The lead investigator for a ghost hunting team said it may take two weeks for results from its recent investigation of Chickamauga Battlefield.
“We have over 20 hours of video and 30 hours of audio to go through with a fine-tooth comb,” said Rick Howard, president of Ghosts and History of Southeastern Tennessee Inc. (GHOST).
The team spent about five hours Saturday night and early Sunday morning looking for ghosts at the historic battlefield, where one of the Civil War’s bloodiest battles was fought. About 4,000 soldiers died.
“We concentrated on the Snodgrass Hill area, the (Snodgrass) cabin, the field next to the cabin and Old Vittetoe Road, where there has been reported sightings of Green Eyes,” Howard said.
Green Eyes is reportedly a ghost that roams the battlefield. The legend has many
variations, including the tale of a soldier whose head was shot off by a cannon.
The GHOST team also studied Wilder Tower, including the so-called “White Lady” that some claim to have spotted in that area.
The group was equipped with eight to 10 high-powered infrared video cameras and about a dozen audio recorders, as well as several other high-tech devices.
Howard said the investigation started about 9 p.m. Saturday and ended shortly after 2 a.m. Sunday.
In November GHOST Inc. investigated the historic Marsh House in LaFayette. The house was occupied by Union troops during the Civil War. Horses were ridden through the downstairs hall, some of the floor boards were soaked in blood, and bullets were shot through the walls. GHOST concluded the house has paranormal activity. For more about GHOST Inc., visit the group’s website at ghosttn.com.
Local writer on the ghost hunt
Local writer Mary Catherine Duhon accompanied the GHOST team.
“When I was asked to come along with GHOST to investigate the Chickamauga Battlefield I was very excited to be included as an observer since I have been in love with the battlefield since I was a child,” said Duhon, 31, of LaFayette.
“Chickamauga is a Cherokee word meaning "river of death" and considering that it got its name before the Civil War took place, it occurred to me that this particular national park possessed more history than most were privy to.
“I learned that several other ghost hunters were interested in investigating the park but were turned down in favor of GHOST Inc., who had to gain permission by submitting an application to Washington, D.C., due to the fact that it is a federal park run by the government.”
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Duhon said she was excited and a little nervous. She said she did have some reservations and wondered, given her artistic imagination, if she “would go screaming off into the hills.”
“You see, I prefer to be undecided when it comes to things of a paranormal nature. It helps me stay grounded in my writing and it also helps me sleep at night!
“I was struck instantly by the easy-going comradery of the group, who I found easy to approach with my curious questions as to how they came to be interested in ghosts and the paranormal,” she said.
Duhon said the group split into four teams that rotated between Snodgrass Cabin, the area below it and around the cannons, Old Vittetoe Road, and Wilder Tower.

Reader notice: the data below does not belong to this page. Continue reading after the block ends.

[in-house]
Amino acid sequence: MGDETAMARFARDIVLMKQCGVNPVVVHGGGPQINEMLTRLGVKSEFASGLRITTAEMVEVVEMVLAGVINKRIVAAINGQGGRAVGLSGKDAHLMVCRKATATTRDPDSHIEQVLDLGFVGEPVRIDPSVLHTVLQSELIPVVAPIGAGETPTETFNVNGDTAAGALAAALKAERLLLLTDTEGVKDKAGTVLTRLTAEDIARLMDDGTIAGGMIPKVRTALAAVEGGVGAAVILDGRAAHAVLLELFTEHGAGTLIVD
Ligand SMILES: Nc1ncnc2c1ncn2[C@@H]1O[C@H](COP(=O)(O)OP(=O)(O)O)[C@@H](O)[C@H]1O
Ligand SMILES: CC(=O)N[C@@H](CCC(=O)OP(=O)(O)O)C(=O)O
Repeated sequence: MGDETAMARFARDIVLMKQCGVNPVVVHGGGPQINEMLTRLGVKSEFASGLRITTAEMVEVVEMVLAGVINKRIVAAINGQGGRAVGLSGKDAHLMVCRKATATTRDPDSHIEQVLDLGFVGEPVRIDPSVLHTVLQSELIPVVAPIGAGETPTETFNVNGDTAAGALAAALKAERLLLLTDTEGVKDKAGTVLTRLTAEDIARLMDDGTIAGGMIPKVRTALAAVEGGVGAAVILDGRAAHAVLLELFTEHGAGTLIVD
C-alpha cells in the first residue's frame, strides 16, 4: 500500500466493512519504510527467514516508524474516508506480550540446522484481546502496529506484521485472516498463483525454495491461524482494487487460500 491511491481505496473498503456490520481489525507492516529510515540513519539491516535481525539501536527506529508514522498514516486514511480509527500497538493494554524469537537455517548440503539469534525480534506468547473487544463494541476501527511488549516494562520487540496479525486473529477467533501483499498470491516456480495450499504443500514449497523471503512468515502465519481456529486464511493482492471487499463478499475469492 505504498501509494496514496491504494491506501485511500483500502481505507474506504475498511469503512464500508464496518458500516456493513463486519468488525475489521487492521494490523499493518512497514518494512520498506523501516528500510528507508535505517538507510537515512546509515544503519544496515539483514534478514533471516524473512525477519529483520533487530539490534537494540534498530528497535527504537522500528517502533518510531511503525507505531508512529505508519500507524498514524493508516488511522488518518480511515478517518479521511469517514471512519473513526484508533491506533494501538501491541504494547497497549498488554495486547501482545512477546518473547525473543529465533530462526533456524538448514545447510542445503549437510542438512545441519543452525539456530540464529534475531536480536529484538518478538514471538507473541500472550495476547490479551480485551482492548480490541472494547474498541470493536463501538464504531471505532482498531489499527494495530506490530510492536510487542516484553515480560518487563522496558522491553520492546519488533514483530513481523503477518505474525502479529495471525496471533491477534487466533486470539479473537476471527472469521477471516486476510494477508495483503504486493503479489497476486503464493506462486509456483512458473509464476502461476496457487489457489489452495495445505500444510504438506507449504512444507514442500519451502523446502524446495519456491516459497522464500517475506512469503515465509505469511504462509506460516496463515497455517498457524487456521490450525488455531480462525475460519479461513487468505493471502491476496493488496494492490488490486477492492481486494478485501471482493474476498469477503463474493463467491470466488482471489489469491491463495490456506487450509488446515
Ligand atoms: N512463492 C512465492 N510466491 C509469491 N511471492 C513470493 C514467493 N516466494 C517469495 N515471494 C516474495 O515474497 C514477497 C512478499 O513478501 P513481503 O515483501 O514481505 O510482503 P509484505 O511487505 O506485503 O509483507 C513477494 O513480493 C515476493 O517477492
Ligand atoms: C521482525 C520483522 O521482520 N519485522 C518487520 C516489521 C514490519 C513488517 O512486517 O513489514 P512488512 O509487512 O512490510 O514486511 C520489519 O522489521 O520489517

“We were not allowed to go inside the cabin or the tower. However a camera was set up pointing inside the cabin. The first location I visited was Wilder Tower. We arrived in a van that had GHOST Inc. emblazoned on the side of it in dark letters. One member came armed with a video camera and another with an audio recorder for picking up EVPs,” she said.
EVP refers to electronic voice phenomenon.
One of the members sat down and turned on her audio voice recorder and began to speak to any and all possible spirits, Duhon said.
“She made the statement that she would be asking questions and though we may not hear anything within our range of decibels level, we may pick up something on the EVP. She began to ask questions such as, ‘Is anyone here?’ ‘Did you fight for the Union army or for the Confederates?’ ‘We mean you no harm,’” she said.
“I was amazed by how unafraid that I was. I have been to this battlefield numerous times in the daylight and had experienced so many positive things here that I found being here in the dark exhilarating,” she said.
Duhon said she did not see any paranormal activity, but some people drinking at the battlefield approached the group.
“In the end our trusty park ranger had to be called in and the car full of people left almost immediately. So one of the members saw a ghostly white figure and all I saw was drunk people,” she said candidly.
Duhon and the group ventured onto Old Vittetoe Road, where the team searched for Green Eyes, which is said to be visible on Old Vittetoe Road.
“Most of the locals know the story of Green Eyes and as a local myself I was surprised to learn from Rick that the story goes back even farther than the War Between the States. Its actually an old Indian legend,” she said.
Duhon and the group ventured to Snodgrass Cabin and the field below the cabin, where fighting took place and also served as a training ground for soldiers during World War I.
After a freezing night of ghost hunting, Duhon said, “Overall I would say that my first ghost hunting experience was a positive one and a learning experience both from a historic perspective and from a scientific perspective. They were professional and friendly and I could find no fault with GHOST Inc. for their thoroughness to detail and objective approach to all things that go bump in the night. I’ll be waiting with bated breath to learn what they uncovered!”
-Walker County Messenger